Some translations of the Bible use the word Syria, and others use the word Aram, but both names refer to the same nation. The borders of Syria or Aram are much the same as they were in biblical times, with a central location being its capital, Damascus. Syria/Aram plays a significant role throughout the Bible.
Following the worldwide flood mentioned in Genesis, Shem became the father of Aram, whose descendants became the people known as Arameans (Genesis 10:22), who settled in the area of Mesopotamia. Later, God called Abraham from that area. In Canaan, Abraham sent his servant to find Isaac a wife, and he sent the servant to his brother’s family, who lived in Aram Naharaim, near the Tigris and Euphrates Rivers (Genesis 24:10). Rebekah and her brother Laban both lived in Aram, and Jacob is later recorded as fleeing to Paddam Aram (Genesis 28:5). Because of Jacob’s long stay in the area of Aram, he is later referred to as a “wandering Aramean” (Deuteronomy 26:5).
The Arameans also fought against Israel frequently in the Old Testament. One of the earliest conflicts with Aram was during the time of the judges, when the king of Aram Naharaim was used by God to subject the Israelites for eight years because of their idolatry (Judges 3:7–8). Once the Israelites repented, God raised up Othniel, Caleb’s younger brother, to free them from the Arameans (Judges 3:9–11). During the times of the kings, the Arameans often fought against Israel, especially in David’s reign (2 Samuel 8:3–10; 10:6–8; 1 Chronicles 18:3–4). Ben-Hadad, one of the more powerful rulers of Aram, fought against the northern kingdom of Israel, but he failed in his attack because the Lord promised to give the vast Aramean army into King Ahab’s hands (1 Kings 20:12–13). Furthermore, it was at the hand of the Arameans that the wicked Ahab met his ruin, as the prophet Micaiah had prophesied (1 Kings 22:28, 37–38).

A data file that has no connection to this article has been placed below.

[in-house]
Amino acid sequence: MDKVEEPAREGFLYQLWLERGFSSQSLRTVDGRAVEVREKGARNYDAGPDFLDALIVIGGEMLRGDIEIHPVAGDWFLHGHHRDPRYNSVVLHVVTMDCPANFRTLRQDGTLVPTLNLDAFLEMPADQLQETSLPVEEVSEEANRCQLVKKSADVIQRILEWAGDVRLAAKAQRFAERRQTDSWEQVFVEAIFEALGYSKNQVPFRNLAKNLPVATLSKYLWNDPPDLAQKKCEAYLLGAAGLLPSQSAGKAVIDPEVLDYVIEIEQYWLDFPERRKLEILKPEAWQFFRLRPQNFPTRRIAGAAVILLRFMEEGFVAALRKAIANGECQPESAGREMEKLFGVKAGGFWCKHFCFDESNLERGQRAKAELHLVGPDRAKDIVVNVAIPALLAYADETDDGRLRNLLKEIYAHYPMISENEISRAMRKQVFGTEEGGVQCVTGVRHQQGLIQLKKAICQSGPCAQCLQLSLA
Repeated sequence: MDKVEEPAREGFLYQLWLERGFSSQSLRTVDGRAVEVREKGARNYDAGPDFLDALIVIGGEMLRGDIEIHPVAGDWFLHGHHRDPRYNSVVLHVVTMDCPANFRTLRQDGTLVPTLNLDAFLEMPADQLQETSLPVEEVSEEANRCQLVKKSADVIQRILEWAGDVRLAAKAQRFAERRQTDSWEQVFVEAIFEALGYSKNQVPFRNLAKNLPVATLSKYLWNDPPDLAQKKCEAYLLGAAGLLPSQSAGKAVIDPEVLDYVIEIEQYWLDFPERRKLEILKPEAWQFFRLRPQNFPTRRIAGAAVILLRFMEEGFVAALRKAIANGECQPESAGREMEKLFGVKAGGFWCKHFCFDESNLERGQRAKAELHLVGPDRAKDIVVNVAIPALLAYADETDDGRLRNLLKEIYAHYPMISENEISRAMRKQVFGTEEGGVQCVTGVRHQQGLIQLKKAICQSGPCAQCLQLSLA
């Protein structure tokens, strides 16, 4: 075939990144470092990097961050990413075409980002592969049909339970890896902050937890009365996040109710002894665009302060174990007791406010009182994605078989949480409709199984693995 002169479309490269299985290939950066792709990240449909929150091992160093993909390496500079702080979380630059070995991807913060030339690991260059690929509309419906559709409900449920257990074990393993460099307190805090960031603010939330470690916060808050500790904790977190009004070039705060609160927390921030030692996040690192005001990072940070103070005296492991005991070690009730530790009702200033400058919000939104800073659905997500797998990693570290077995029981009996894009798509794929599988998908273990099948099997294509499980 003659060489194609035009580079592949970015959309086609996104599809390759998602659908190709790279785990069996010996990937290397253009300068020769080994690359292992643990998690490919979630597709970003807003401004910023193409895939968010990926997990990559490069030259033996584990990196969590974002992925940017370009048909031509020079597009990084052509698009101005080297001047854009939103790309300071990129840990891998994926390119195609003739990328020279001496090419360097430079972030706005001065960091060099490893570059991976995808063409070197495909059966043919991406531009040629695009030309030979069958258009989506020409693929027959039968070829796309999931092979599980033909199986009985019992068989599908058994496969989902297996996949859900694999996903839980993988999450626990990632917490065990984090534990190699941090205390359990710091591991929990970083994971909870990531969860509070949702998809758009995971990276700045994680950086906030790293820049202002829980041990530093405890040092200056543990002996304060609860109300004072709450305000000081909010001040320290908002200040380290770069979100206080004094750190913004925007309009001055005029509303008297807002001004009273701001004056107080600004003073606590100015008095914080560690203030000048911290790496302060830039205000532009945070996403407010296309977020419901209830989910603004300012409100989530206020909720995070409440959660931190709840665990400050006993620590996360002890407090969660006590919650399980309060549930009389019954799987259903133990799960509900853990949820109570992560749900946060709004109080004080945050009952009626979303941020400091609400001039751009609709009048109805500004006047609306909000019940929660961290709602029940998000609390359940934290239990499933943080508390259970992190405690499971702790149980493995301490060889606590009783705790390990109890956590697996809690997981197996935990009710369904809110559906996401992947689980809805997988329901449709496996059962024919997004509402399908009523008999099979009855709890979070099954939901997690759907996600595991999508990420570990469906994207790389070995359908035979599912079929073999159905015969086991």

Interestingly, Paul’s conversion experience happened in the geographical location of Damascus in Syria, controlled by the Romans at that time. Paul saw the resurrected Lord Jesus on the road to Damascus, where he was traveling to persecute Christians (Acts 9:1–6). On the Damascus Road, Jesus commissioned Paul to be the Apostle to the Gentiles, stating, “I will rescue you from your own people and from the Gentiles. I am sending you to them to open their eyes and turn them from darkness to light, and from the power of Satan to God, so that they may receive forgiveness of sins and a place among those who are sanctified by faith in me” (Acts 26:17–18).
It was also in a Syrian city, Antioch, that believers in Christ were first called Christians (Acts 11:26). Barnabas had taken Paul to Antioch to spend time at the church there, and they both taught “great numbers of people” during their stay (Acts 11:25–26), and “the church at Antioch was destined to become the base of operations for Paul’s missionary journeys” (Stanley Toussaint, Bible Knowledge Commentary, John Walvoord and Roy Zuck, ed., David C. Cook, 1983, p. 383).